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Scientists Discover New Way to Study Nanostructures
Atlanta (July 24, 2007) — Scientists at the Georgia Institute of Technology have discovered a phenomenon which allows measurement of the mechanical motion of nanostructures by using the AC Josephson effect. The findings, which may be used to identify and characterize structural and mechanical properties of nanoparticles, including materials of biological interest, appear online in the journal Nature Nanotechnology.
The AC Josephson effect refers to work that Brian Josephson published in 1962 regarding the flow of an electrical current between superconductors. In this work, for which he shared a 1973 Nobel Prize, Josephson predicted that when a constant voltage difference is maintained across two weakly linked superconductors separated by a thin insulating barrier (an arrangement now known as a Josephson junction), an alternating electrical current would flow through the junction (imagine turning on a water faucet and having the water start flowing up as well as down once it leaves the spigot). The frequency of the current oscillations is directly related to the applied voltage.
These predictions were fully confirmed by an immense number of experiments, and the standard volt is now defined in terms of the frequency of the Josephson AC current. The Josephson effect has numerous applications in physics, computing and sensing technologies. It can be used for ultra high sensitive detection of electromagnetic radiation, extremely weak magnetic fields and in superconducting quantum computing bits.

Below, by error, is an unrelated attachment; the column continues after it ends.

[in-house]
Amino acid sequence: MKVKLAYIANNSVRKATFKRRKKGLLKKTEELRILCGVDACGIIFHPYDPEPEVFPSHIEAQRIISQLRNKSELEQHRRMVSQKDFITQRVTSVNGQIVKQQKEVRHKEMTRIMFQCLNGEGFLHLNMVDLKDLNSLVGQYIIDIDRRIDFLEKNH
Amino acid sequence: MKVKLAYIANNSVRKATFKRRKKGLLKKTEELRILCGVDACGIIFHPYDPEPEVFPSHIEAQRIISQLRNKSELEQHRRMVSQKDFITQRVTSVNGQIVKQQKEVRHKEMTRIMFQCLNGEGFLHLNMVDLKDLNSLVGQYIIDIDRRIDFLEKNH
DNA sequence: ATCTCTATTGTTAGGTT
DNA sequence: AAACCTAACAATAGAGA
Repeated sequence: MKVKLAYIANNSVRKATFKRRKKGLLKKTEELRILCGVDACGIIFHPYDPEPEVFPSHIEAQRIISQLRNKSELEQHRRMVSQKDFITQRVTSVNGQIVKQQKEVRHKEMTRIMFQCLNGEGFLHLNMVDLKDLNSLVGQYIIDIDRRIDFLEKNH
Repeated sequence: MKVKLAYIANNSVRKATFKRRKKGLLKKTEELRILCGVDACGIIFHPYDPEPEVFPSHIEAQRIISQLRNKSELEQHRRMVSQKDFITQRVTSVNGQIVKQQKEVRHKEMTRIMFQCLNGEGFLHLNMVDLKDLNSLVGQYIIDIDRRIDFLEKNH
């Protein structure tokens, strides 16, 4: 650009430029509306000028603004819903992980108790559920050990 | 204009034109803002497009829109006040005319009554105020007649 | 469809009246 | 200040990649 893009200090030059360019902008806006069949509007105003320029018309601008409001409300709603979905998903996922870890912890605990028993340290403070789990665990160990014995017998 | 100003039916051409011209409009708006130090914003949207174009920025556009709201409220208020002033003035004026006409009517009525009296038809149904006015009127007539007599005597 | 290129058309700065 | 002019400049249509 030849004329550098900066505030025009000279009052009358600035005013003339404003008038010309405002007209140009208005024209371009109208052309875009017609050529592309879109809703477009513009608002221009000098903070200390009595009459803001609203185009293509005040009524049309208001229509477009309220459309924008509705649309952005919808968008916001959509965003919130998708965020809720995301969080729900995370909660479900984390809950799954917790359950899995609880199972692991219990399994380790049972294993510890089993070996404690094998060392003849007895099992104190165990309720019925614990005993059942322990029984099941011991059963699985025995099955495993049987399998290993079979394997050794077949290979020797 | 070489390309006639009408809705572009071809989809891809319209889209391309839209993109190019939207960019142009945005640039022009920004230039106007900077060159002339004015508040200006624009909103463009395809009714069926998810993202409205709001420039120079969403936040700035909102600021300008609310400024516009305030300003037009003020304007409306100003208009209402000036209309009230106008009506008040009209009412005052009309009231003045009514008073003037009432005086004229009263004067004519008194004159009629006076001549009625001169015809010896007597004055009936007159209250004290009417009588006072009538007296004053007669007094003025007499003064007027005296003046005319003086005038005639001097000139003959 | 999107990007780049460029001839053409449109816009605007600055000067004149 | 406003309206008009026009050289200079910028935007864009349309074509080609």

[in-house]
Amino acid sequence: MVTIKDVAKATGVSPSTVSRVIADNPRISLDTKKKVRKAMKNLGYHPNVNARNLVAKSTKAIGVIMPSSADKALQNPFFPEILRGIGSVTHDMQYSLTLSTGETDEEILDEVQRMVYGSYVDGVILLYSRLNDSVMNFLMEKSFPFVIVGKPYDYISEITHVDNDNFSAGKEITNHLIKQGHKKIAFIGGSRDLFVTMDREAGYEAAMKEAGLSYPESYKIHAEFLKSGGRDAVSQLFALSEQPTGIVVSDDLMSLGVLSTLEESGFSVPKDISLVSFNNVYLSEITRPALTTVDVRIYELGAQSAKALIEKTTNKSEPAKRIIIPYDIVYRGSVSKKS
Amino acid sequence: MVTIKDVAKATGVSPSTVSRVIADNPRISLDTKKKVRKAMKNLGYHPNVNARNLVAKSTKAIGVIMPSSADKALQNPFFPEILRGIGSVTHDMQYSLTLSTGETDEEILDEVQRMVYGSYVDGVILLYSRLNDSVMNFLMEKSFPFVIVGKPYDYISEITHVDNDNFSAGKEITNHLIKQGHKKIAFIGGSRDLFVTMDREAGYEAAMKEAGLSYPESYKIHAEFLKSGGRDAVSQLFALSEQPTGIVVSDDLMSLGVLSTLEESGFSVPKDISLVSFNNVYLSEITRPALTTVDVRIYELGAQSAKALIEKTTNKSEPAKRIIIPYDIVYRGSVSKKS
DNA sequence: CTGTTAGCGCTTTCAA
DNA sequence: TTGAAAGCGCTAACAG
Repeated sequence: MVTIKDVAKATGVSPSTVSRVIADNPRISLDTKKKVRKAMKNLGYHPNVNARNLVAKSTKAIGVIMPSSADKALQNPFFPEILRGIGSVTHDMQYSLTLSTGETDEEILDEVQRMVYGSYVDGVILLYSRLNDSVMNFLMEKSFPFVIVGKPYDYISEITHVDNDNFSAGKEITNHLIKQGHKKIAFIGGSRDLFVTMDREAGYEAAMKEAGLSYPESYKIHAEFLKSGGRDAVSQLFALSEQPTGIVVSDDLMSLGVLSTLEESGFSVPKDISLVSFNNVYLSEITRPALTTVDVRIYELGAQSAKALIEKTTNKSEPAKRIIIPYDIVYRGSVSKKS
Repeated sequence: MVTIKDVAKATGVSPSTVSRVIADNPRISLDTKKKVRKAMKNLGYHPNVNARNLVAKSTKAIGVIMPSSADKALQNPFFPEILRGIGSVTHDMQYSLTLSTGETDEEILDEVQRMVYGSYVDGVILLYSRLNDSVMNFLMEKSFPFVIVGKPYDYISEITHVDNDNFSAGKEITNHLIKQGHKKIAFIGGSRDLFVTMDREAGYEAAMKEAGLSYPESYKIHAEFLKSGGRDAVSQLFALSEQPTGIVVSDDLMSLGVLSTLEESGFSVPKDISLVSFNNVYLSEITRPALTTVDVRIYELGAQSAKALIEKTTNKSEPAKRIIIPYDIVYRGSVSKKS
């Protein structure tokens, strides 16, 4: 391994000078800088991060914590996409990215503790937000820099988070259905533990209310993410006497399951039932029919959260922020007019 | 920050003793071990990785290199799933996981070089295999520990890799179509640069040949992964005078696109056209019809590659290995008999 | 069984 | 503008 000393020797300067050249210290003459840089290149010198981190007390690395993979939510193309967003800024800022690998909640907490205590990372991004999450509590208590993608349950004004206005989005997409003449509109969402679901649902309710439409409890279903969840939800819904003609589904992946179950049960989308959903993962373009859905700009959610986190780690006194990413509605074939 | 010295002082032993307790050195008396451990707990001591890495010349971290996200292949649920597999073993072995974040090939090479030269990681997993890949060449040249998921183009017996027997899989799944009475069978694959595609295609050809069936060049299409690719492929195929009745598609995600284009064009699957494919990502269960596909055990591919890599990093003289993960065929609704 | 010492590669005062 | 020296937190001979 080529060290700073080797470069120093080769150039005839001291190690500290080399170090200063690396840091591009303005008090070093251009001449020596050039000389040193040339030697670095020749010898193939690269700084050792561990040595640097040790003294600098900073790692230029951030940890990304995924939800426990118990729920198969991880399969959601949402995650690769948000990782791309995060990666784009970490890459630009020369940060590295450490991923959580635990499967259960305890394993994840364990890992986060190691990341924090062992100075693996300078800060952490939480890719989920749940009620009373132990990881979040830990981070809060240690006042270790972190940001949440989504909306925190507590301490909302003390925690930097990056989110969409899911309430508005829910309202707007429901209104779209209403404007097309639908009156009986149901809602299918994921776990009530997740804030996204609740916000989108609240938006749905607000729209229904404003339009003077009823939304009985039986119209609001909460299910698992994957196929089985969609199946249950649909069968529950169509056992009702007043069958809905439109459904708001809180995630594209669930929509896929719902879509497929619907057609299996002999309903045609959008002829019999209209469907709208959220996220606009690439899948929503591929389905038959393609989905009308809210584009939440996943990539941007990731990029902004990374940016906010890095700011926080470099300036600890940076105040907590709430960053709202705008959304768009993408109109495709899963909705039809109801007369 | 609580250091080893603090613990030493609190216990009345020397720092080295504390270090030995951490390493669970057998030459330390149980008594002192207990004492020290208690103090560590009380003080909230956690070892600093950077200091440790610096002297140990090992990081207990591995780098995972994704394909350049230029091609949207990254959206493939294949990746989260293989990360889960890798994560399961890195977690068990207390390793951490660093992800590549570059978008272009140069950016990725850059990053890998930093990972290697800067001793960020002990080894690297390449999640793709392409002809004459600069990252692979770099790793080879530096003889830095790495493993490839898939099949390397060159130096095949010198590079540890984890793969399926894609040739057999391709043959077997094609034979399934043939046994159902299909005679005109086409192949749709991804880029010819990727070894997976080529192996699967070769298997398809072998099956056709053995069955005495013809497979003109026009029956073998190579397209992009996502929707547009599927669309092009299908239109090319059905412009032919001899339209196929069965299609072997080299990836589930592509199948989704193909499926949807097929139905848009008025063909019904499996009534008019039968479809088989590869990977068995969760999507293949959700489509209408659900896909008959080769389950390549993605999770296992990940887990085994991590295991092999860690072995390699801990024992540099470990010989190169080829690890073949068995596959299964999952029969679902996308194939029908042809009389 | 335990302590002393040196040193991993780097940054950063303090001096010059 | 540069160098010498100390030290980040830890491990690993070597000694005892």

Now, experimental physicist Alexei Marchenkov and theoretician Uzi Landman at Georgia Tech have discovered that the AC Josephson effect can be used to detect mechanical motion of atoms placed in the Josephson junction.
"We show here that in addition to being able to detect the effects of electromagnetic radiation on the AC Josephson current, one can also use it to probe mechanical motions of atoms or molecules placed in the junction,” said Landman, director of the Center for Computational Materials Science, Regents and Institute professor, and Callaway
Chair of Physics at Georgia Tech. “The prospect of being able to explore, and perhaps utilize, atomic-scale phenomena using this effect is very exciting.”
In January 2007, Marchenkov and Landman published a paper in Physical Review Letters detailing their discovery that fluctuations in the conductance of ultra-thin niobium nanowires are caused by a pair of atoms, known as a dimer, shuttling back and forth between the bulk electrical leads.
In this latest research, Marchenkov and Landman, along with their collaborators Zhenting Dai, Brandon Donehoo and Robert Barnett, report that when a microfabricated junction assembly is held below its superconducting transition temperature, unusual features are found in traces of the electrical conductance measured as a function of the applied voltage.